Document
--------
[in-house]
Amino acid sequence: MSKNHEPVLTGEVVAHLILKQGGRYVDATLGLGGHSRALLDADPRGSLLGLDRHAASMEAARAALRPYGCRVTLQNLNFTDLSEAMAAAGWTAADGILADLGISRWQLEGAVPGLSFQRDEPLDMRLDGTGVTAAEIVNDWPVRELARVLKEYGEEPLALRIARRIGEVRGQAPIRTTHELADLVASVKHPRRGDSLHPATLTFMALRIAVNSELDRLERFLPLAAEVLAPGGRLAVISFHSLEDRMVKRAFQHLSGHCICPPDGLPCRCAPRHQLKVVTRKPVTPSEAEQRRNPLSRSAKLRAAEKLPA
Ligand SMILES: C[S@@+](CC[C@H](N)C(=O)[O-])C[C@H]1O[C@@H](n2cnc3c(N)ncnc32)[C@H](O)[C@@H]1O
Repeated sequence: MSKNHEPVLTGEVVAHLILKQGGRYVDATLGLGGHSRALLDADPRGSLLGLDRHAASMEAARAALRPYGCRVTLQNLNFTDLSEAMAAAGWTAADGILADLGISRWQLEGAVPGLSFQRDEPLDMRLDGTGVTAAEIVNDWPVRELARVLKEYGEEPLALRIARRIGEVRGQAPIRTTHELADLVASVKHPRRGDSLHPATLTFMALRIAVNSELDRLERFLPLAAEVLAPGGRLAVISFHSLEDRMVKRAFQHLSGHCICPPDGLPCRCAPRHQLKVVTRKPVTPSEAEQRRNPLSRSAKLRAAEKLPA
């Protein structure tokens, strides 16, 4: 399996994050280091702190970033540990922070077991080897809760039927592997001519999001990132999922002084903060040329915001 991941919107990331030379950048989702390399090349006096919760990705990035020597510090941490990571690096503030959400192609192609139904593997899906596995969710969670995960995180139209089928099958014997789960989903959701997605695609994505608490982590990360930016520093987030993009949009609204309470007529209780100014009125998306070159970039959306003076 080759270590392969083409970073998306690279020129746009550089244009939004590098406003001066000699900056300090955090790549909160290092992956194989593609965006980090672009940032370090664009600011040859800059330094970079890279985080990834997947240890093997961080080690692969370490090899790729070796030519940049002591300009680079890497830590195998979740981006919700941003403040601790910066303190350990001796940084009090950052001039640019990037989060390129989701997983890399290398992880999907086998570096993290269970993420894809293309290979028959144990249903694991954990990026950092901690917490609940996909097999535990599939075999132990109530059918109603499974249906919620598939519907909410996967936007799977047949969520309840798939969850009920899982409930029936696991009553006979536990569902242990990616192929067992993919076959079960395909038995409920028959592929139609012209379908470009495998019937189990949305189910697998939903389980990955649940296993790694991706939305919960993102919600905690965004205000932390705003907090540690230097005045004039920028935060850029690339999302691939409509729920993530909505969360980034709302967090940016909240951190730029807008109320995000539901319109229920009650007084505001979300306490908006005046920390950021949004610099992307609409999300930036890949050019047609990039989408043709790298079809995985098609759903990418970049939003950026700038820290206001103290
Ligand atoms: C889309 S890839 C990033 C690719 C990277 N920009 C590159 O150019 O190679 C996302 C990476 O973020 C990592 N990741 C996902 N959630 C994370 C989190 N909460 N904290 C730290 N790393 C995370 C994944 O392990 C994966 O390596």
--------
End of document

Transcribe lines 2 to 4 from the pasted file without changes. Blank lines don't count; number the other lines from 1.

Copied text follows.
Amino acid sequence: MSKNHEPVLTGEVVAHLILKQGGRYVDATLGLGGHSRALLDADPRGSLLGLDRHAASMEAARAALRPYGCRVTLQNLNFTDLSEAMAAAGWTAADGILADLGISRWQLEGAVPGLSFQRDEPLDMRLDGTGVTAAEIVNDWPVRELARVLKEYGEEPLALRIARRIGEVRGQAPIRTTHELADLVASVKHPRRGDSLHPATLTFMALRIAVNSELDRLERFLPLAAEVLAPGGRLAVISFHSLEDRMVKRAFQHLSGHCICPPDGLPCRCAPRHQLKVVTRKPVTPSEAEQRRNPLSRSAKLRAAEKLPA
Ligand SMILES: C[S@@+](CC[C@H](N)C(=O)[O-])C[C@H]1O[C@@H](n2cnc3c(N)ncnc32)[C@H](O)[C@@H]1O
Repeated sequence: MSKNHEPVLTGEVVAHLILKQGGRYVDATLGLGGHSRALLDADPRGSLLGLDRHAASMEAARAALRPYGCRVTLQNLNFTDLSEAMAAAGWTAADGILADLGISRWQLEGAVPGLSFQRDEPLDMRLDGTGVTAAEIVNDWPVRELARVLKEYGEEPLALRIARRIGEVRGQAPIRTTHELADLVASVKHPRRGDSLHPATLTFMALRIAVNSELDRLERFLPLAAEVLAPGGRLAVISFHSLEDRMVKRAFQHLSGHCICPPDGLPCRCAPRHQLKVVTRKPVTPSEAEQRRNPLSRSAKLRAAEKLPA